But the jury is now seated, and the clatter of moving feet which but a moment before filled the great room, sinks as if under a charm, and silence, that awesome precursor of doom, lay in all its weight upon every ear and heart, as the clerk advancing with the cry, “Order in the court,” put his momentous question:
“Gentlemen of the jury, are you ready with your verdict?”
A hush!—then, the clear voice of the foreman:
“How do you find? Guilty or not guilty?”
Another hesitation. Did the foreman feel the threat lurking in the air about him? If so, he failed to show it in his tones as he uttered the words which released the prisoner:
A growl from the crowd, almost like that of a beast stirring its lair, then a quick cessation of all hubbub as every one turned to the judge to whose one-sided charge they attributed this release.
Again he was a changed man. With the delivery of this verdict he had regained his natural poise, and never had he looked more authoritative or more pre-eminently the dominating spirit of the court than in the few following moments in which he expressed the thanks of the court to the jury and dismissed the prisoner. And yet, though each person there, from the disappointed prosecutor to the least aggressive spectator, appeared to feel the influence of a presence and voice difficult to duplicate on the bench of this country, Deborah experienced in her quiet corner no alleviation of the fear which had brought her into this forbidding spot and held her breathless through all these formalities.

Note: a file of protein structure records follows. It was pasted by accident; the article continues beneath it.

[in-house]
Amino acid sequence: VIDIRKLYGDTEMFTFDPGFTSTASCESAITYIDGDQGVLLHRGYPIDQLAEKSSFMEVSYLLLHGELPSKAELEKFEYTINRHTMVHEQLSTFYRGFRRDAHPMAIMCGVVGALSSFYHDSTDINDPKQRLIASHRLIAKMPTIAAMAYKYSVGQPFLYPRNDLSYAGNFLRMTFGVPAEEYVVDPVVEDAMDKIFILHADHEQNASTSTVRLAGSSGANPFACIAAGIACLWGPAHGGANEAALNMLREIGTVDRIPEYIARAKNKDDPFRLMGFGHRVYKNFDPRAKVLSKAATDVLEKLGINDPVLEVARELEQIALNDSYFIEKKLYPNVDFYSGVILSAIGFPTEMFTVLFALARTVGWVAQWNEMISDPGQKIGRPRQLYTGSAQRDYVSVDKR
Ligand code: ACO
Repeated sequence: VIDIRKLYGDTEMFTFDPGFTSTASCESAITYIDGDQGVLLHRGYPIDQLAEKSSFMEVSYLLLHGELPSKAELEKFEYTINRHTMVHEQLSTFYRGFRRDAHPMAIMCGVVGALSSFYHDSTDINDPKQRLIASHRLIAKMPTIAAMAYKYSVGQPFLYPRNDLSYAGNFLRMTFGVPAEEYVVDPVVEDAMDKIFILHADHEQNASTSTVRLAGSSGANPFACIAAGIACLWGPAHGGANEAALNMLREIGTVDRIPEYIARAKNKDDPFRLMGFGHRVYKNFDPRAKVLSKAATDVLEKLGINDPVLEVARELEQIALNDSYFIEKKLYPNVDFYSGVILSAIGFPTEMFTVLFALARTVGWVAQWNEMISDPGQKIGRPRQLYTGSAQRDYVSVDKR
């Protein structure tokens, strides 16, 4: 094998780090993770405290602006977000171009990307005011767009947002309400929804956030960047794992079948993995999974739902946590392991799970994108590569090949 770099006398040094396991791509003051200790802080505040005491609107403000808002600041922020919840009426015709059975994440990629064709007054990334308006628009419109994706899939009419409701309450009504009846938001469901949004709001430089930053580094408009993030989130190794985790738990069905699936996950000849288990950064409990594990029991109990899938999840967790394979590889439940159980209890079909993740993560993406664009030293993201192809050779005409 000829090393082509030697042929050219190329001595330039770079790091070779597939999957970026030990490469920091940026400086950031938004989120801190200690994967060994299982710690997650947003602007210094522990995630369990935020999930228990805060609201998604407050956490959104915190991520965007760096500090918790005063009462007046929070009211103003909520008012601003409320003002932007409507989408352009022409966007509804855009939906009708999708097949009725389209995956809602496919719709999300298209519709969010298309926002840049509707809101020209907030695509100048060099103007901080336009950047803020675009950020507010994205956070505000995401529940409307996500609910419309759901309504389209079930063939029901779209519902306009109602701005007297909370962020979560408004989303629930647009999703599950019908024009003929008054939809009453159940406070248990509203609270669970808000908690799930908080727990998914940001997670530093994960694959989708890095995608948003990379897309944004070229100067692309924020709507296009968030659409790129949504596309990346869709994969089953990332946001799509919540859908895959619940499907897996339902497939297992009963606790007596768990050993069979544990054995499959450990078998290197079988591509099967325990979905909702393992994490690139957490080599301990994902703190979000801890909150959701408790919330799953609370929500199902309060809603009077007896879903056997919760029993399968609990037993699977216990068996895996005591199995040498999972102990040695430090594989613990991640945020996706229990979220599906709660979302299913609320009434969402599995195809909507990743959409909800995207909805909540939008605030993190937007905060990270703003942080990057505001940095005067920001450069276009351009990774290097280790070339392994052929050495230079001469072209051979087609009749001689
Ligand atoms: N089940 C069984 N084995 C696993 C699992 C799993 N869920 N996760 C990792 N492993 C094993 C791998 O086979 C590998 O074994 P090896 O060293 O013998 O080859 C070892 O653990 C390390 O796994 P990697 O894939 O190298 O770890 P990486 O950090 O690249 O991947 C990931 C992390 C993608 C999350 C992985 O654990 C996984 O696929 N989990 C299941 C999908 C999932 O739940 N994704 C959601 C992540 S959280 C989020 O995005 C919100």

For the end was not yet. Through all the turmoil of noisy departure and the drifting out into the square of a vast, dissatisfied throng, she had caught the flash of a bit of paper (how introduced into this moving mass of people no one ever knew) passing from hand to hand, towards the solitary figure of the judge who had not as yet left his seat.
She knew—no one better—what this meant, and instinct bade her cry out and bid those thoughtless hands to cease their work and let this letter drop. But her discretion still held, and, subduing the mad impulse, she watched with dilating eyes and heaving breast the slow passage of this fatal note through the now rapidly thinning crowd, its delay as it reached the open space between the last row of seats and the judge’s bench and its final delivery by some officious hand, who thrust it upon his notice just as he was rising to leave.
The picture he made in that instant of hesitation never left her mind. To the end of her days she will carry a vision of his tall form, imposing in his judicial robes and with the majesty of his office still upon him, fingering this envelope in sight of such persons as still lingered in his part of the room. Nemesis was lowering its black wings over his devoted head, and, with feelings which left her dazed and transfixed in silent terror, Deborah saw his finger tear its way through the envelope and his eyes fall frowningly on the paper he drew out.